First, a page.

You may have an electric fence on your property either to keep animals from running away or for protection. Whichever the reason, it is crucial for you to know the voltage of that fence. Depending on its power, it can lightly shock someone or even kill them, so testing is crucial.
To Test Electric Fences with a Multimeter, You Need To
- Choose your tool (multimeter/voltmeter)
- Set your multimeter to the correct setting (kilo-volts)
- Test for leaks of voltage
- Power-on the fence
- Verify that the electrical system is wired properly
- Attach the multimeter’s negative wire to the ground
- Place the multimeter’s positive lead on the fence’s wires
- Examine all fence wires separately
I will go into more detail in the article below.
Know Your Fence
In general, electric fences consist of the following parts:
- Fencing posts
- Naked steel wires
- Grounding rods
- A fence energizer
The fencing posts send power pulses to the wires while supporting them.
The grounding rods are inserted into the earth and connected to the fence’s terminals. They amplify the current and produce high voltage.
The energizer determines the power of the current.
How to Do an Electric Fence Test
To begin the testing, you first need some information about your fence.
Does your Fence use AC (alternative current) or DC (direct current) voltage? You can find this in your fence’s manual. This detail might not be necessary for everyone, depending on the tool.
For more accurate measurements, some multimeters allow you to select one of the two.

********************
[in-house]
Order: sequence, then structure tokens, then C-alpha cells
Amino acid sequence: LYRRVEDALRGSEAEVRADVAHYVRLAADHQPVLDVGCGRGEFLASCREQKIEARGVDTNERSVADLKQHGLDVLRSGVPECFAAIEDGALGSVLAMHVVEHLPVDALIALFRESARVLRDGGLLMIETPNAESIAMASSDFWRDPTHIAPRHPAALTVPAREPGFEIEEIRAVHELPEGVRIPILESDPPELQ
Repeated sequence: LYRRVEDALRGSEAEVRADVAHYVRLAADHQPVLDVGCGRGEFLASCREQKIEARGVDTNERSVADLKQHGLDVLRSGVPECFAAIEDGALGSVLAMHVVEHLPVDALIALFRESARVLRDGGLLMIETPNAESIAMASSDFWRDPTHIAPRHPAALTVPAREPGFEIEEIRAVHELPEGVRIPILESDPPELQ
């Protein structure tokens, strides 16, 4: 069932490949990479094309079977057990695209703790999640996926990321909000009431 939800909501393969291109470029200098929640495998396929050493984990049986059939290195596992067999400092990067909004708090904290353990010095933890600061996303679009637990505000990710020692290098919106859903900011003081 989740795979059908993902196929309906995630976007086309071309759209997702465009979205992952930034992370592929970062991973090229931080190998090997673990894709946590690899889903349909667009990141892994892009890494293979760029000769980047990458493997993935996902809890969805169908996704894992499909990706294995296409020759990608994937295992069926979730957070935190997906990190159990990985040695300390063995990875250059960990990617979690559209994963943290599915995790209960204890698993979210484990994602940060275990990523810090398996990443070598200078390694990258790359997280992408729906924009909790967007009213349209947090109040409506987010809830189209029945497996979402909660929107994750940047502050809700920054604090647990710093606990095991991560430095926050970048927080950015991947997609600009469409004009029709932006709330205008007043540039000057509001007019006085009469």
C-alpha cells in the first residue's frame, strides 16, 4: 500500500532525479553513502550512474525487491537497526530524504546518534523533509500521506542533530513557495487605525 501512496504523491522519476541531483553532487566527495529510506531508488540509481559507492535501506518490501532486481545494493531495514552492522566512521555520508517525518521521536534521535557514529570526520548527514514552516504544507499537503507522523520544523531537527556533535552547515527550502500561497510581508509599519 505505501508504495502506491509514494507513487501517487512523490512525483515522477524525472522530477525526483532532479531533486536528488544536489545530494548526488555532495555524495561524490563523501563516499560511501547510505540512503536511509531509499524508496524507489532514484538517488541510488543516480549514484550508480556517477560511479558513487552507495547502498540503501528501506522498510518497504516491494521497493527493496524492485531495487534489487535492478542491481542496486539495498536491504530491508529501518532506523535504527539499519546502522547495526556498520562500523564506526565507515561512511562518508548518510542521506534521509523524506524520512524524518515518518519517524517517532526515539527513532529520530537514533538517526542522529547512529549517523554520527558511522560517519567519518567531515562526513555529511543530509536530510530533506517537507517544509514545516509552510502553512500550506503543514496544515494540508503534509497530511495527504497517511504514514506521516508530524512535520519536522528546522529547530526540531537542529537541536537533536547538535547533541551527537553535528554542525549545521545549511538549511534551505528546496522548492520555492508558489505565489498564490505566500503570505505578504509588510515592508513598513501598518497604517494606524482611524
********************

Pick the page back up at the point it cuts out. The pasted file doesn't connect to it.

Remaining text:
Choosing your Tools
Checking the function of electrical circuits can be tricky if you do not use the proper equipment.
You will need the following:
- A multimeter or a digital voltmeter
- Two leads (preferably one red for the positive port and one black for the negative port)
- A metallic rod
- Protective gloves
Setting the Meter
To measure the voltage of the fence wires, you need to set the range of the meter.
If you are using a multimeter, ensure that you connect the black wire to the volt port. You also need to turn the switch to the kilo-volt measurement. For example, you should use the range 20V if your fence produces 15 volts.
If you use a digital voltmeter, you only need to switch to the kilo-volt range.
Testing for Parasitic Drains
Before powering your fence on, you have to check that there are no leaks that decrease its power.
You can do so by walking near your electric fence and If you see any item that grounds the system (i.e., a conductor touching a wire), you must remove it.
Be careful to remove the item while the electrical circuit of the fence is powered off.
Verifying That The System is Properly Wired
After powering on the circuit, move to your fence’s furthest point from the energizer.
- Place the black lead (the one that connects to the negative port) on the second-highest wire.
- Touch the other wires with the red lead (the one connected to the positive port).
The output voltage should read no less than 5000 volts.
Beginning the Second Test: How to Attach the Wires
For the following test, you will need to use the metallic rod.
The metallic rod will help examine the voltage between each electrified line and the soil under the fence.
- Firstly, take off both of the multimeter’s leads from the fence.